Wolfgang Luth was an exceptional submarine commander, second highest scoring U-Boat Ace of WWII. Luth operated in almost every theatre of the naval war and was one of only seven German military personnel to be awarded the Knight’s Cross with Oak Leaves, Swords, and Diamonds – Most Highly Recommended.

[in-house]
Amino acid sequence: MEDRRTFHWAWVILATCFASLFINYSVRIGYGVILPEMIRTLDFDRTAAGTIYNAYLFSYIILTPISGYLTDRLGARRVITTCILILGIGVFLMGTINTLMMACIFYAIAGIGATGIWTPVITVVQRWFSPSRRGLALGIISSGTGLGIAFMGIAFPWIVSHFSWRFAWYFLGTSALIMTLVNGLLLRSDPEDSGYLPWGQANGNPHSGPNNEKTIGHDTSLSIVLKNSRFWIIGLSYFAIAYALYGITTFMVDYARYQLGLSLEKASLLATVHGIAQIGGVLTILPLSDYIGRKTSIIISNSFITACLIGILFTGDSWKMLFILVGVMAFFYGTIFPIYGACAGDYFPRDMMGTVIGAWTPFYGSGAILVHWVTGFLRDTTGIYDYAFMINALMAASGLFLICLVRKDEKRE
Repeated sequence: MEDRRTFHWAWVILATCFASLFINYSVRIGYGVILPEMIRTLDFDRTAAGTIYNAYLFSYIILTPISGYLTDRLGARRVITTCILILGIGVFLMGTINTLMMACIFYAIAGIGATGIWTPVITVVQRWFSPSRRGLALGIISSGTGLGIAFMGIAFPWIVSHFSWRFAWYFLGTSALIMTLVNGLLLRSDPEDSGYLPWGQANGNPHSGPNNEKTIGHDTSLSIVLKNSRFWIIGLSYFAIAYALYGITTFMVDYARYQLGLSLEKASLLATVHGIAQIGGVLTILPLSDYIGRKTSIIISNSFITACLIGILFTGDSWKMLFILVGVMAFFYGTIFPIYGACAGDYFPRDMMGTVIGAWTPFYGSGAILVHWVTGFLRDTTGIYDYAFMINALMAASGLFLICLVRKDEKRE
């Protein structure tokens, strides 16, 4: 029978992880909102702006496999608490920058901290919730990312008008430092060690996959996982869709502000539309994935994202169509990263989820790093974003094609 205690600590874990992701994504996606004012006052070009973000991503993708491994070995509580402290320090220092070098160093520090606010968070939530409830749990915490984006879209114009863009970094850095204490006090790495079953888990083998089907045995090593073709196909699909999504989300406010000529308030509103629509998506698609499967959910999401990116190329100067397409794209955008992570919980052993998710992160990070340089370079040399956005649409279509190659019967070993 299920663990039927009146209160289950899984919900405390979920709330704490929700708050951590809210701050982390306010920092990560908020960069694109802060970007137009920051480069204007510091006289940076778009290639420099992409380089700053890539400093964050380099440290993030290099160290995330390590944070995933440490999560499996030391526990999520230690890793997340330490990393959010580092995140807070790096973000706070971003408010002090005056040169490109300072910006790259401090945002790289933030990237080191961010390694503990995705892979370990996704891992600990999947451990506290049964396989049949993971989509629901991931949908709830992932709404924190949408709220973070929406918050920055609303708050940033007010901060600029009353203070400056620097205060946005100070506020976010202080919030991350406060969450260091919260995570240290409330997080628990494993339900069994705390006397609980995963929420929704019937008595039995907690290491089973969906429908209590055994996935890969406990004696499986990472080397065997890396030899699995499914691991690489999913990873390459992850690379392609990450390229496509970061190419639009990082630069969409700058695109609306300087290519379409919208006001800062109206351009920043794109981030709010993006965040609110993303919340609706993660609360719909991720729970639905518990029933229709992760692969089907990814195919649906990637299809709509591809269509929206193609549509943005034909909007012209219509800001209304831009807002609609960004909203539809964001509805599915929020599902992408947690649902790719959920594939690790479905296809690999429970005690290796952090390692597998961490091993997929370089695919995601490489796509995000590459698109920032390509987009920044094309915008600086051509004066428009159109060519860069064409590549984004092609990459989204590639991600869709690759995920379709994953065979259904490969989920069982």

NAME: U-Boat Ace, The Story of Wolfgang Luth FILE: R2678 AUTHOR: Jordan Vauce PUBLISHER: Pen & Sword, Greenhill Books BINDING: soft back PAGES: 233 PRICE: £16.99 GENRE: Non Fiction SUBJECT: WWII, World War Two, Second World War, World War 2, wolf pack, submarines, U-Boats, Battle of the Atlantic, high scoring, tonnage sunk, Norway, Indian Ocean ISBN: 1-78438-274-4 IMAGE: B2678.jpg BUYNOW: http://tinyurl.com/y7l3vps4 LINKS: DESCRIPTION: Wolfgang Luth was an exceptional submarine commander, second highest scoring U-Boat Ace of WWII. Luth operated in almost every theatre of the naval war and was one of only seven German military personnel to be awarded the Knight's Cross with Oak Leaves, Swords, and Diamonds – Most Highly Recommended. The author has produced an impeccably researched and very well- written biography. He has presented a credible portrait of an outstanding submarine commander who was not only the second highest scoring Ace, but also survived the war in a service that suffered horrendous casualties in a battle of attrition to rival that fought by British, Commonwealth and US bomber crews in their battle in the skies over Germany. Luth was born in Riga, joined the Kreigsmarine in 1935, and was well on his way to command a U-Boat as the first steps to war had been taken. At the start of WWII, the U-Boat service had very few boats in service and many of these were the small Type II coastal boats. The Type VII became the backbone of the service through WWII, with the larger Type IX providing the reach to get into the South Atlantic. These boats were all based on WWI designs and were really submersible torpedo boats that spent most of their time on the surface, frequently engaging targets with guns rather than their torpedoes. As the RN increased their carrier strength with escort carriers, and the RAF began to re-equip Coastal Command with modern aircraft, it became dangerous for a U-Boat to travel on the surface. Many commanders trimmed their craft so that the decks were awash, reducing the time required to crash dive. Rather than remove deck guns, the Kreigsmarine simply added more anti-aircraft guns and radar warning receivers which did little to combat maritime patrol and attack aircraft and carrier-based fighters and bombers, but added to the drag when submerged, reducing performance further and increasing under water noise. Snorkel breathing masts did enable boats to run with just the snorkel and a periscope above the water, but continued to keep the boat at walking pace. For those U-Boats operating in the South Atlantic and Indian Ocean, as commanded by Luth, some were equipped with gyro kites to increase the visual horizon, reducing the risks of the boat being surprised on the surface, and allowing a better search for potential targets in what were large open oceans. Luth served through this period and survived, which was in itself no mean achievement. Many of his fellow Aces were killed or captured. The author has told the story well and based it on thorough research, this being a revised edition of a book first published in 1990 by the Naval Institute Press. The engaging text is fully supported by a fine selection of images reproduced through the body of the book.